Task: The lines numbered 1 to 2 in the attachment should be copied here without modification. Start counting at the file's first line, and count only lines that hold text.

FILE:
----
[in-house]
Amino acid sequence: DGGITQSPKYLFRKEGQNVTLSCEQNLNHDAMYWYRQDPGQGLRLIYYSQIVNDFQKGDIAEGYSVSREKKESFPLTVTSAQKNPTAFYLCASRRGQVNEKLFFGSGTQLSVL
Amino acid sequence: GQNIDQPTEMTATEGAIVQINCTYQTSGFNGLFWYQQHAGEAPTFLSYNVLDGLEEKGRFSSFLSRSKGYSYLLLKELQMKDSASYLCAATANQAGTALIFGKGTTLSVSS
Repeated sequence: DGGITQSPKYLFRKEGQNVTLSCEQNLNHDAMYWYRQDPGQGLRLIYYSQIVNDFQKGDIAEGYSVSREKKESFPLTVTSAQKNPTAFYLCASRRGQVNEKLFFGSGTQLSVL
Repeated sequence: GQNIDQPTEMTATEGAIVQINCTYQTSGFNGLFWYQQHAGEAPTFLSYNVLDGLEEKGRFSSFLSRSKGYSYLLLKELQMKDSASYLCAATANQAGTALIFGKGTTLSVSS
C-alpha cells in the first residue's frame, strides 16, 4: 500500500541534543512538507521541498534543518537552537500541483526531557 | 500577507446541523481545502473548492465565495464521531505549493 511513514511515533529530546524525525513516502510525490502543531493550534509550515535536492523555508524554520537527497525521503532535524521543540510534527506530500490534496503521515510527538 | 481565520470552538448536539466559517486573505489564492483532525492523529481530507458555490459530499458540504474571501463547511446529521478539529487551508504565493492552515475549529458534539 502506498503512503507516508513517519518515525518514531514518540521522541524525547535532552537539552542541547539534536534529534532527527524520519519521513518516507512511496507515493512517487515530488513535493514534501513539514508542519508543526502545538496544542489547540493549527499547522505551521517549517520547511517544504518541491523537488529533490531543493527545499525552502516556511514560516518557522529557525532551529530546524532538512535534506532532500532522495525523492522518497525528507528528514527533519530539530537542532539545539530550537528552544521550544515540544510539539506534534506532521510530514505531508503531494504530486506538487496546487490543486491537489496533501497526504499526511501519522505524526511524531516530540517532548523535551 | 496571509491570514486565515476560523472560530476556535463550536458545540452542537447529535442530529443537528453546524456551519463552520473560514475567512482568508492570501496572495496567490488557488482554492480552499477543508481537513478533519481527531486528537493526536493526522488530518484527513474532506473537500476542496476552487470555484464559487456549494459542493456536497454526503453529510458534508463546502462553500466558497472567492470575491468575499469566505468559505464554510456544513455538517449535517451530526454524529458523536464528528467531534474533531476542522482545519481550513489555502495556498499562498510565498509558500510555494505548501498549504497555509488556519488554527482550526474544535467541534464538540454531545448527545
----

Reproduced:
[in-house]
Amino acid sequence: DGGITQSPKYLFRKEGQNVTLSCEQNLNHDAMYWYRQDPGQGLRLIYYSQIVNDFQKGDIAEGYSVSREKKESFPLTVTSAQKNPTAFYLCASRRGQVNEKLFFGSGTQLSVL